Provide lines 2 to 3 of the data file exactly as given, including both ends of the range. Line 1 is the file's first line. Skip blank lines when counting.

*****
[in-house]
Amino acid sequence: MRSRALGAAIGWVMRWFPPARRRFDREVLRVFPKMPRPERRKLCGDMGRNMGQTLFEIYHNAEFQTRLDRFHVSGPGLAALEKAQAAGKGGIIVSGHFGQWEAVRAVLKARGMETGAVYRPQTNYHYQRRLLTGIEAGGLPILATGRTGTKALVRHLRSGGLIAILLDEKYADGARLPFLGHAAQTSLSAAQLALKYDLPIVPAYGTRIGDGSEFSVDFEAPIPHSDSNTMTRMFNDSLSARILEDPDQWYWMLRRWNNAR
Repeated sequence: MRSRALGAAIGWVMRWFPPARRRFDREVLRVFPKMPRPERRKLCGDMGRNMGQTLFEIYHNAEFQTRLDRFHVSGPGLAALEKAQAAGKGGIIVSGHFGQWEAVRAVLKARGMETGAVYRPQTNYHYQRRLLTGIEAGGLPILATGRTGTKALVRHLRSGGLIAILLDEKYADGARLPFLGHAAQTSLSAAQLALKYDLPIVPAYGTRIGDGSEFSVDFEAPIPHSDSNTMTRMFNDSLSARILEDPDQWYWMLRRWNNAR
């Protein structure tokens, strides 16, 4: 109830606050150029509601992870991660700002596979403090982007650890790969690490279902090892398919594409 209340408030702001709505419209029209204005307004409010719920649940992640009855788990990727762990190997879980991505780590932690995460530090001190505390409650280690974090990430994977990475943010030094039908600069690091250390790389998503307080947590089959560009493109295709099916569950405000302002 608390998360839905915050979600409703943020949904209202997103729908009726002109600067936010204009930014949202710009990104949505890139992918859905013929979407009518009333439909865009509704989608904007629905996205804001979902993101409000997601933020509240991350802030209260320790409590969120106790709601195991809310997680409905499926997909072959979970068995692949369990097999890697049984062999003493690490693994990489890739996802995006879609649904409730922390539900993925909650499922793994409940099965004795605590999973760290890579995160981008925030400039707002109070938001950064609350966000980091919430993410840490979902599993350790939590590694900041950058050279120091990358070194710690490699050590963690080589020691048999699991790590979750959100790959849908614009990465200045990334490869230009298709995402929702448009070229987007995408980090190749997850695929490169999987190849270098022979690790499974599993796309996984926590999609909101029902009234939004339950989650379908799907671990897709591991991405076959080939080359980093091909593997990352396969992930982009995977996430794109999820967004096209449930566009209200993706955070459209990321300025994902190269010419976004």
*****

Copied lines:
Amino acid sequence: MRSRALGAAIGWVMRWFPPARRRFDREVLRVFPKMPRPERRKLCGDMGRNMGQTLFEIYHNAEFQTRLDRFHVSGPGLAALEKAQAAGKGGIIVSGHFGQWEAVRAVLKARGMETGAVYRPQTNYHYQRRLLTGIEAGGLPILATGRTGTKALVRHLRSGGLIAILLDEKYADGARLPFLGHAAQTSLSAAQLALKYDLPIVPAYGTRIGDGSEFSVDFEAPIPHSDSNTMTRMFNDSLSARILEDPDQWYWMLRRWNNAR
Repeated sequence: MRSRALGAAIGWVMRWFPPARRRFDREVLRVFPKMPRPERRKLCGDMGRNMGQTLFEIYHNAEFQTRLDRFHVSGPGLAALEKAQAAGKGGIIVSGHFGQWEAVRAVLKARGMETGAVYRPQTNYHYQRRLLTGIEAGGLPILATGRTGTKALVRHLRSGGLIAILLDEKYADGARLPFLGHAAQTSLSAAQLALKYDLPIVPAYGTRIGDGSEFSVDFEAPIPHSDSNTMTRMFNDSLSARILEDPDQWYWMLRRWNNAR